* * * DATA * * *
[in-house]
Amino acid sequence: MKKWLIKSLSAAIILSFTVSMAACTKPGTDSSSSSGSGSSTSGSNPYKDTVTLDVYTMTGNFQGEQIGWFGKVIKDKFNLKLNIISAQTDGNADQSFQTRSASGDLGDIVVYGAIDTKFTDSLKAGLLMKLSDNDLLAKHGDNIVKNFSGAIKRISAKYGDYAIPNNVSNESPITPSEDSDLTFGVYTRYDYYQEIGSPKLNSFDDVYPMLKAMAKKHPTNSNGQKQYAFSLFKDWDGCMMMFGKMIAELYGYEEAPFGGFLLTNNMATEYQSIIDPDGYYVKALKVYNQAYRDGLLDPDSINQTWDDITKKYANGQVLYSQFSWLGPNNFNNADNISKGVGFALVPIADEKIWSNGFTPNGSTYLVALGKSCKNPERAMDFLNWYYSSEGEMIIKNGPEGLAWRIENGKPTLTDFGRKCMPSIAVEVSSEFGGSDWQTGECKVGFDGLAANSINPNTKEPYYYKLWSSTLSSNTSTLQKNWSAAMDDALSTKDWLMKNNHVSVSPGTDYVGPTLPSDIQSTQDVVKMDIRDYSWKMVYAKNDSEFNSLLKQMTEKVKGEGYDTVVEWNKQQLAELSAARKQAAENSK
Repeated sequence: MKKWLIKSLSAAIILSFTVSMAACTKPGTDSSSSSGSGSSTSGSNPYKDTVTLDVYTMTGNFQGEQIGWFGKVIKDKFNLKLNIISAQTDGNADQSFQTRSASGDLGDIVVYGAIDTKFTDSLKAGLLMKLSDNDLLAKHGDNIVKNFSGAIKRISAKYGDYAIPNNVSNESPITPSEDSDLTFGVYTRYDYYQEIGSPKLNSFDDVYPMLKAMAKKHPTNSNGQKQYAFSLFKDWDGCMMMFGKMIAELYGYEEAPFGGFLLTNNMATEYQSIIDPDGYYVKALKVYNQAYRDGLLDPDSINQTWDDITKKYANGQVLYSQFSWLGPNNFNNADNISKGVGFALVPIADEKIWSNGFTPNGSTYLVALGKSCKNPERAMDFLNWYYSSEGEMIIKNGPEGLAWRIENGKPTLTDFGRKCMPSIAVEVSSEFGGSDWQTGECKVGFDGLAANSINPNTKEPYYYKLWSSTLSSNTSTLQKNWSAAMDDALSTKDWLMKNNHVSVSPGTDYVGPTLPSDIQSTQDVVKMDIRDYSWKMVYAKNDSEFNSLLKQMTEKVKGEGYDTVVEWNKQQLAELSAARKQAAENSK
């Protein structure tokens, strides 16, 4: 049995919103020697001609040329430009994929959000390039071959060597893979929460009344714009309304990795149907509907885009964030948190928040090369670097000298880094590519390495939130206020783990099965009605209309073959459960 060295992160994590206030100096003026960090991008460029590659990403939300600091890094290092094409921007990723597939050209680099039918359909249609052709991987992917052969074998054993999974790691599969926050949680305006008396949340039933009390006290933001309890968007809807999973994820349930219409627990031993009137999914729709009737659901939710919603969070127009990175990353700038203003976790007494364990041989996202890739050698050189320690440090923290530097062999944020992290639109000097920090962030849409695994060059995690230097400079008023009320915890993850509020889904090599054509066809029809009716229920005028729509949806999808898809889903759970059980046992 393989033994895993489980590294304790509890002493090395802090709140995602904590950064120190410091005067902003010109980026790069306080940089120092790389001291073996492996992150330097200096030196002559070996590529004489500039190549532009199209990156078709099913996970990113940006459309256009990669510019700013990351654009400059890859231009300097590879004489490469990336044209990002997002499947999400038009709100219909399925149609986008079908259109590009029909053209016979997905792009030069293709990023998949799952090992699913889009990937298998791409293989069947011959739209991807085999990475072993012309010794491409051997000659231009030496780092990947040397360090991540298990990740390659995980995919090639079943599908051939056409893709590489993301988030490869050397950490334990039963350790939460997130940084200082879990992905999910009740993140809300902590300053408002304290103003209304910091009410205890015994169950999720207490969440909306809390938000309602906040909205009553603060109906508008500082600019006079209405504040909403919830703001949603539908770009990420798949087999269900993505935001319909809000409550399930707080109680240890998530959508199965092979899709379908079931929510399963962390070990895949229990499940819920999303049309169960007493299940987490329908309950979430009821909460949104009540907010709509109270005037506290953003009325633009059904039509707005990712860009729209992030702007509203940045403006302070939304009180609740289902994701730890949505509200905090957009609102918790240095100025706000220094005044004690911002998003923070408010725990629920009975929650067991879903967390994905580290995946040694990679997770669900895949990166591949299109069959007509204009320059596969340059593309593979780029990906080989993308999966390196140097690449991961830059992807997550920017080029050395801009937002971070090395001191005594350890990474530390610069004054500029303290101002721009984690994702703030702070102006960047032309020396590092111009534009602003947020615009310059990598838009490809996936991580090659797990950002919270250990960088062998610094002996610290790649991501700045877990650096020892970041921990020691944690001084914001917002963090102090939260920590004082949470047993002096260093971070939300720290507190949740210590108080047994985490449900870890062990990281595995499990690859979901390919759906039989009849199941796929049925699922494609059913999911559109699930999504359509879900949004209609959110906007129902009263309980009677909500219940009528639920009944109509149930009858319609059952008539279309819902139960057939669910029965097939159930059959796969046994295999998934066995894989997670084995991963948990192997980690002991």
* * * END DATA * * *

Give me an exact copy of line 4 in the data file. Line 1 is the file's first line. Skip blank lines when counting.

């Protein structure tokens, strides 16, 4: 049995919103020697001609040329430009994929959000390039071959060597893979929460009344714009309304990795149907509907885009964030948190928040090369670097000298880094590519390495939130206020783990099965009605209309073959459960 060295992160994590206030100096003026960090991008460029590659990403939300600091890094290092094409921007990723597939050209680099039918359909249609052709991987992917052969074998054993999974790691599969926050949680305006008396949340039933009390006290933001309890968007809807999973994820349930219409627990031993009137999914729709009737659901939710919603969070127009990175990353700038203003976790007494364990041989996202890739050698050189320690440090923290530097062999944020992290639109000097920090962030849409695994060059995690230097400079008023009320915890993850509020889904090599054509066809029809009716229920005028729509949806999808898809889903759970059980046992 393989033994895993489980590294304790509890002493090395802090709140995602904590950064120190410091005067902003010109980026790069306080940089120092790389001291073996492996992150330097200096030196002559070996590529004489500039190549532009199209990156078709099913996970990113940006459309256009990669510019700013990351654009400059890859231009300097590879004489490469990336044209990002997002499947999400038009709100219909399925149609986008079908259109590009029909053209016979997905792009030069293709990023998949799952090992699913889009990937298998791409293989069947011959739209991807085999990475072993012309010794491409051997000659231009030496780092990947040397360090991540298990990740390659995980995919090639079943599908051939056409893709590489993301988030490869050397950490334990039963350790939460997130940084200082879990992905999910009740993140809300902590300053408002304290103003209304910091009410205890015994169950999720207490969440909306809390938000309602906040909205009553603060109906508008500082600019006079209405504040909403919830703001949603539908770009990420798949087999269900993505935001319909809000409550399930707080109680240890998530959508199965092979899709379908079931929510399963962390070990895949229990499940819920999303049309169960007493299940987490329908309950979430009821909460949104009540907010709509109270005037506290953003009325633009059904039509707005990712860009729209992030702007509203940045403006302070939304009180609740289902994701730890949505509200905090957009609102918790240095100025706000220094005044004690911002998003923070408010725990629920009975929650067991879903967390994905580290995946040694990679997770669900895949990166591949299109069959007509204009320059596969340059593309593979780029990906080989993308999966390196140097690449991961830059992807997550920017080029050395801009937002971070090395001191005594350890990474530390610069004054500029303290101002721009984690994702703030702070102006960047032309020396590092111009534009602003947020615009310059990598838009490809996936991580090659797990950002919270250990960088062998610094002996610290790649991501700045877990650096020892970041921990020691944690001084914001917002963090102090939260920590004082949470047993002096260093971070939300720290507190949740210590108080047994985490449900870890062990990281595995499990690859979901390919759906039989009849199941796929049925699922494609059913999911559109699930999504359509879900949004209609959110906007129902009263309980009677909500219940009528639920009944109509149930009858319609059952008539279309819902139960057939669910029965097939159930059959796969046994295999998934066995894989997670084995991963948990192997980690002991």